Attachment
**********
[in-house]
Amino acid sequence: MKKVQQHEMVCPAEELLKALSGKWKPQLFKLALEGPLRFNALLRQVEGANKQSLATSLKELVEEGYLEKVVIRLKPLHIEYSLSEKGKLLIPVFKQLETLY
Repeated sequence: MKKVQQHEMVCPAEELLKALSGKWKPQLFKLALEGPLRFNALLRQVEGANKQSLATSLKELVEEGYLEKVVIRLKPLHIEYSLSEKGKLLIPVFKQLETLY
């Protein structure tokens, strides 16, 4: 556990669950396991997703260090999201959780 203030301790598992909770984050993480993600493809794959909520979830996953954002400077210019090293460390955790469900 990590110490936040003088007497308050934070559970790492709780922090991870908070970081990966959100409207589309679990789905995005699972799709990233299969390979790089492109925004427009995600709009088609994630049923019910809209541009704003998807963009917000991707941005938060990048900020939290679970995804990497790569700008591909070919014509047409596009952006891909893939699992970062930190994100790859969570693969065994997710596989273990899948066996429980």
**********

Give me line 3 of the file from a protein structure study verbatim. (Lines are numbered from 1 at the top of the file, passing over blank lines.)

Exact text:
Repeated sequence: MKKVQQHEMVCPAEELLKALSGKWKPQLFKLALEGPLRFNALLRQVEGANKQSLATSLKELVEEGYLEKVVIRLKPLHIEYSLSEKGKLLIPVFKQLETLY